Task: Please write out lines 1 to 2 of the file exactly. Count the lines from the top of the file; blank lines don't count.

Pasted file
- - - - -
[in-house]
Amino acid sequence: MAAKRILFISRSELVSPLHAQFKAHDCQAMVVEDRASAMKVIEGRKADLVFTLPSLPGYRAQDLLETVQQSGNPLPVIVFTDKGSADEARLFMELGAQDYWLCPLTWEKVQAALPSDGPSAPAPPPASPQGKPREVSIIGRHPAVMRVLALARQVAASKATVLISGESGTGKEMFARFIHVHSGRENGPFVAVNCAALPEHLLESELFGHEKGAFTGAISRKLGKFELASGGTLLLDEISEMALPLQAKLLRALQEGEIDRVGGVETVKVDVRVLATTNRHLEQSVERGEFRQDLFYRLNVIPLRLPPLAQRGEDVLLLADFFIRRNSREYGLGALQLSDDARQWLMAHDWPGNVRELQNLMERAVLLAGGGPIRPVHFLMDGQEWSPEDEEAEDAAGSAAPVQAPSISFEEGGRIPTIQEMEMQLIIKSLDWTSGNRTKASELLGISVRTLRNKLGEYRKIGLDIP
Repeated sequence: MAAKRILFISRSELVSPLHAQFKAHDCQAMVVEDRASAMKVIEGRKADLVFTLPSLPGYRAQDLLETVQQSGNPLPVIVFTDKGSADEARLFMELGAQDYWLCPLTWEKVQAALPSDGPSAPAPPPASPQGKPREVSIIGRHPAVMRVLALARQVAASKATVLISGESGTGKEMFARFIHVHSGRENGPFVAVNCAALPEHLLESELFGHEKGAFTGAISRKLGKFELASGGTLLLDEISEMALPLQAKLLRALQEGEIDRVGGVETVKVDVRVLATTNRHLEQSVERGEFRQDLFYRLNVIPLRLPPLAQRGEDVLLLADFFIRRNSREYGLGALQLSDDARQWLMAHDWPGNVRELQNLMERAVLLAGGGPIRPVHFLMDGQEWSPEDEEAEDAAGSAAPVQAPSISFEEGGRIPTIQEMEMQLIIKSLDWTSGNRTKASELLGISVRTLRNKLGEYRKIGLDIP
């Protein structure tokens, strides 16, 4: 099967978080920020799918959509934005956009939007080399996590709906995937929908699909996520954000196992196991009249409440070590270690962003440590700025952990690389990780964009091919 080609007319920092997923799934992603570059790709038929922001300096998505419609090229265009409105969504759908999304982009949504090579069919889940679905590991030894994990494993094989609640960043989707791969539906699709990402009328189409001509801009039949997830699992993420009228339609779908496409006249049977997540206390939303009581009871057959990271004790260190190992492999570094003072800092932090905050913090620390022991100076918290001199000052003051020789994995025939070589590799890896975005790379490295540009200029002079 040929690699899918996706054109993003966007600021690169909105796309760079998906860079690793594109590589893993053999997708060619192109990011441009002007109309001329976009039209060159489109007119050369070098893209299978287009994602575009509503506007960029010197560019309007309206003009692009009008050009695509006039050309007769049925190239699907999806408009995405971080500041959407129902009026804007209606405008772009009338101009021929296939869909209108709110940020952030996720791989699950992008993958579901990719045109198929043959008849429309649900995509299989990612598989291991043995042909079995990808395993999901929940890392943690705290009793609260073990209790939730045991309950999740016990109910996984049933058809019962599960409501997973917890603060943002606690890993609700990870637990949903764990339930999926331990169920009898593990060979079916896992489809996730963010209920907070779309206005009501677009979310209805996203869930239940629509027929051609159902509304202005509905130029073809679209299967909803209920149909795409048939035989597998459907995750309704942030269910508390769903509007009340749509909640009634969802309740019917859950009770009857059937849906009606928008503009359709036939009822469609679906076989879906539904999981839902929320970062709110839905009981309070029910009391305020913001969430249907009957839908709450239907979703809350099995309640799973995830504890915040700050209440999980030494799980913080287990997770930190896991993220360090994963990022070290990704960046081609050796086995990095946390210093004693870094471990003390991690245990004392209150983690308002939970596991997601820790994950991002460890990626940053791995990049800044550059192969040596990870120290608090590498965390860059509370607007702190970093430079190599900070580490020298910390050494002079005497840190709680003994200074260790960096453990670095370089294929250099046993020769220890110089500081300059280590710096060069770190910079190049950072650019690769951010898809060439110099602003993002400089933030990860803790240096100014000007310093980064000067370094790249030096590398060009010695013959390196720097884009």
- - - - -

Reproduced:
[in-house]
Amino acid sequence: MAAKRILFISRSELVSPLHAQFKAHDCQAMVVEDRASAMKVIEGRKADLVFTLPSLPGYRAQDLLETVQQSGNPLPVIVFTDKGSADEARLFMELGAQDYWLCPLTWEKVQAALPSDGPSAPAPPPASPQGKPREVSIIGRHPAVMRVLALARQVAASKATVLISGESGTGKEMFARFIHVHSGRENGPFVAVNCAALPEHLLESELFGHEKGAFTGAISRKLGKFELASGGTLLLDEISEMALPLQAKLLRALQEGEIDRVGGVETVKVDVRVLATTNRHLEQSVERGEFRQDLFYRLNVIPLRLPPLAQRGEDVLLLADFFIRRNSREYGLGALQLSDDARQWLMAHDWPGNVRELQNLMERAVLLAGGGPIRPVHFLMDGQEWSPEDEEAEDAAGSAAPVQAPSISFEEGGRIPTIQEMEMQLIIKSLDWTSGNRTKASELLGISVRTLRNKLGEYRKIGLDIP